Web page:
Allen West sheds some much needed light on the situation in the Middle East, with the help of our former Iraqi ambassador.
There are times when I just have to ask, if this is success, what is failure? And so it goes with the current state of affairs in the Middle East — a far more volatile and incendiary region then it was even a couple years ago. White House spokesperson Josh Earnest says the strategy is working.
But now it’s not just those of us on the right who are questioning that assertion. As reported by Politico, “Barack Obama faces a slew of Middle East crises that some call the worst in a generation, as new chaos from Yemen to Iraq — along with deteriorating U.S.-Israeli relations — is confounding the president’s efforts to stabilize the region and strike a nuclear deal with Iran.”
“The meltdown has Obama officials defending their management of a region that some call impossible to control, even as critics say U.S. policies there are partly to blame for the spreading anarchy. “If there’s one lesson this administration has learned, from President Obama’s 2009 Cairo speech through the Arab Spring, it’s that when it comes to this region, nothing happens in a linear way — and precious little is actually about us, which is a hard reality to accept,” said a senior State Department official. Not everyone is so forgiving. “We’re in a goddamn free fall here,” said James Jeffrey, who served as Obama’s ambassador to Iraq and was a top national security aide in the George W. Bush White House.”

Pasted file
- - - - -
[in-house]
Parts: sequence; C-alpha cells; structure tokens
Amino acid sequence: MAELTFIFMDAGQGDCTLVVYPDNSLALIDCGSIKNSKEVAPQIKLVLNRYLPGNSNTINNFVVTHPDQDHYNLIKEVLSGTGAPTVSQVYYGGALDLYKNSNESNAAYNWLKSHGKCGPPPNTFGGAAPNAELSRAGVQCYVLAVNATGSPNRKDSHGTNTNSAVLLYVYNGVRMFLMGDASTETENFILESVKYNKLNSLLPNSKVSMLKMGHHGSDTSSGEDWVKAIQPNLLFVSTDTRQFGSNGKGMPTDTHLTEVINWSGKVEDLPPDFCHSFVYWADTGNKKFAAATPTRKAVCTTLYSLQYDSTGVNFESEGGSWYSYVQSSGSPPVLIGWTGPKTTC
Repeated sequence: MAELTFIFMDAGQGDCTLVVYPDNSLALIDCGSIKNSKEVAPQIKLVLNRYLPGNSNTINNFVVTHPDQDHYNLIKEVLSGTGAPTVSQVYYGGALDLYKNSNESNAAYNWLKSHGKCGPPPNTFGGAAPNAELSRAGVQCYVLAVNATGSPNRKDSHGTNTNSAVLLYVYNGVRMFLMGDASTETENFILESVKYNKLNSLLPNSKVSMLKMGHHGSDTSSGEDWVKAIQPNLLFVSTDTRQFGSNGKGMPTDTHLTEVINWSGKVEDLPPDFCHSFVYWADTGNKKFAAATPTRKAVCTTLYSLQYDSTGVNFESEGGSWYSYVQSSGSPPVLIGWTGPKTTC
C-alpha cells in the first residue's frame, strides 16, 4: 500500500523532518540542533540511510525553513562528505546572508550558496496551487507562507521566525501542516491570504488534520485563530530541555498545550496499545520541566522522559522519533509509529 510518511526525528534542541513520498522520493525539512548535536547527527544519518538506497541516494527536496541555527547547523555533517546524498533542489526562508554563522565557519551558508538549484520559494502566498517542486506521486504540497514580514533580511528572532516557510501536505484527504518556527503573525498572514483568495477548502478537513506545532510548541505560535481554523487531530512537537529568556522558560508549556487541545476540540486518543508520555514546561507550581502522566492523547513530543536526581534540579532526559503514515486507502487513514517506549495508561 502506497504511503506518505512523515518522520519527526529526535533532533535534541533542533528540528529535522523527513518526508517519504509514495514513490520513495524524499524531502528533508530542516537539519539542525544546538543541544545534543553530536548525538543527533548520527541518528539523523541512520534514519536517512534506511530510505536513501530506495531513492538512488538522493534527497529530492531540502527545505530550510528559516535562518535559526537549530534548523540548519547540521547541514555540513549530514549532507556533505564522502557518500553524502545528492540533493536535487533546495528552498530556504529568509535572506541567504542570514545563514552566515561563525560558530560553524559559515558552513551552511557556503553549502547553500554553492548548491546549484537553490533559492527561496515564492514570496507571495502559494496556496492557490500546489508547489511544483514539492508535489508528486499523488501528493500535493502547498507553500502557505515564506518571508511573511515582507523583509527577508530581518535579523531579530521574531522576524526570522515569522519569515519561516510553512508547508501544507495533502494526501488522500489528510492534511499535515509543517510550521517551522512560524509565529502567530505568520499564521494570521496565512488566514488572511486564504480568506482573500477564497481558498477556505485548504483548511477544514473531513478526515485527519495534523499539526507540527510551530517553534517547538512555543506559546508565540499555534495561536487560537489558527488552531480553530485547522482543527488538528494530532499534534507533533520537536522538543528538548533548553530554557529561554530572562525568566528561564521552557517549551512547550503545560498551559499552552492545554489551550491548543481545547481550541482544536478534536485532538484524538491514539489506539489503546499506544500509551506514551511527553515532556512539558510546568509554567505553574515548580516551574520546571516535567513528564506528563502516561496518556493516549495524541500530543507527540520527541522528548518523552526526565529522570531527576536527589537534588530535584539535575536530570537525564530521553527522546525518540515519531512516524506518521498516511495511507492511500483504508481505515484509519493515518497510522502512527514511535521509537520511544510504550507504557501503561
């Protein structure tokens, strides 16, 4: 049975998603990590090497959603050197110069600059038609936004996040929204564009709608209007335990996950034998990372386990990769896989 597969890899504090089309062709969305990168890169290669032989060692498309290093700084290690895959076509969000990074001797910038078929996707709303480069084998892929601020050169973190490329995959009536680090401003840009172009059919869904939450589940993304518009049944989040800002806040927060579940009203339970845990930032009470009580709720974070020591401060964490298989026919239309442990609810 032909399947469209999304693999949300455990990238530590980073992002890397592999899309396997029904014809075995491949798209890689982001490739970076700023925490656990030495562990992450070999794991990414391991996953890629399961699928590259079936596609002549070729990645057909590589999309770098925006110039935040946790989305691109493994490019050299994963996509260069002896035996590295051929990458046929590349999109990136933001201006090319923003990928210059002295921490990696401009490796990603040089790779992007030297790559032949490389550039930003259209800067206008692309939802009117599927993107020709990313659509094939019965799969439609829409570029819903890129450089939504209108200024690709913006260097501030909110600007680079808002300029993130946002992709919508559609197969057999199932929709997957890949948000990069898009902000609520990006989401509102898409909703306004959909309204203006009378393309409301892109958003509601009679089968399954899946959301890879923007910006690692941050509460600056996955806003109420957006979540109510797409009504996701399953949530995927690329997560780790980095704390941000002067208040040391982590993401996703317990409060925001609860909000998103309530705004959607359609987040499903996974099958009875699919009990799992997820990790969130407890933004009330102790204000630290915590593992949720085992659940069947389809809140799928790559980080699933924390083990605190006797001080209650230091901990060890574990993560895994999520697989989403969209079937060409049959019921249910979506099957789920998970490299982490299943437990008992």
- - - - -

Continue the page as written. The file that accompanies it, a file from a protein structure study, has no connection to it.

Just to reaffirm, I’m pleased to see more engagement by Middle East nations in their security environment — especially Saudi Arabia. However, I am concerned about our lack of credibility and regard which is diminishing relations with allies and has emboldened enemies. This is the result of believing national security is nothing more than a subset of campaign rhetoric — failing to recognize that your enemy has a vote.
If there’s one thing we lack in America, it’s a coherent foreign policy and national security strategy that’s not partisan and can be a part of a continuum, not a restart every four to eight years. This creates gaps by which our Republic can be exploited and so it is at this current stage. The next president will walk into a White House without much time for discovery learning. Heck, he or she may want to skip the pomp, and get right to the circumstance.
Read more: Allen West